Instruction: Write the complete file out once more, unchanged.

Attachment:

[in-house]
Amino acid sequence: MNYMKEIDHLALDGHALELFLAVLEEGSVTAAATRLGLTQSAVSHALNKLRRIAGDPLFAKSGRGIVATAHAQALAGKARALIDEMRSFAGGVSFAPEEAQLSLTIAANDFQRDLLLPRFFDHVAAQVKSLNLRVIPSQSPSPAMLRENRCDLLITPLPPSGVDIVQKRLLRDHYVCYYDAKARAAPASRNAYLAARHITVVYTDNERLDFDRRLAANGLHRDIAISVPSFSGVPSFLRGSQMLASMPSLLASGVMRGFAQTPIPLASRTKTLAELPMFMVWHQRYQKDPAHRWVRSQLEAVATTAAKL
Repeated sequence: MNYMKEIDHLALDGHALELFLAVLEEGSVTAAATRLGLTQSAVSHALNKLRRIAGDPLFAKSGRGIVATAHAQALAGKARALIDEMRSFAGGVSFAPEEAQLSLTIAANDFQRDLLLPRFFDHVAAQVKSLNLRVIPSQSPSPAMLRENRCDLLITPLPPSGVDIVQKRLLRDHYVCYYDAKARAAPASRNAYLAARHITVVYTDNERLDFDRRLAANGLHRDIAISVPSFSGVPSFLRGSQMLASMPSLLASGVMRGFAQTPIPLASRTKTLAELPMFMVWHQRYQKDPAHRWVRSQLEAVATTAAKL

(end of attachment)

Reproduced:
[in-house]
Amino acid sequence: MNYMKEIDHLALDGHALELFLAVLEEGSVTAAATRLGLTQSAVSHALNKLRRIAGDPLFAKSGRGIVATAHAQALAGKARALIDEMRSFAGGVSFAPEEAQLSLTIAANDFQRDLLLPRFFDHVAAQVKSLNLRVIPSQSPSPAMLRENRCDLLITPLPPSGVDIVQKRLLRDHYVCYYDAKARAAPASRNAYLAARHITVVYTDNERLDFDRRLAANGLHRDIAISVPSFSGVPSFLRGSQMLASMPSLLASGVMRGFAQTPIPLASRTKTLAELPMFMVWHQRYQKDPAHRWVRSQLEAVATTAAKL
Repeated sequence: MNYMKEIDHLALDGHALELFLAVLEEGSVTAAATRLGLTQSAVSHALNKLRRIAGDPLFAKSGRGIVATAHAQALAGKARALIDEMRSFAGGVSFAPEEAQLSLTIAANDFQRDLLLPRFFDHVAAQVKSLNLRVIPSQSPSPAMLRENRCDLLITPLPPSGVDIVQKRLLRDHYVCYYDAKARAAPASRNAYLAARHITVVYTDNERLDFDRRLAANGLHRDIAISVPSFSGVPSFLRGSQMLASMPSLLASGVMRGFAQTPIPLASRTKTLAELPMFMVWHQRYQKDPAHRWVRSQLEAVATTAAKL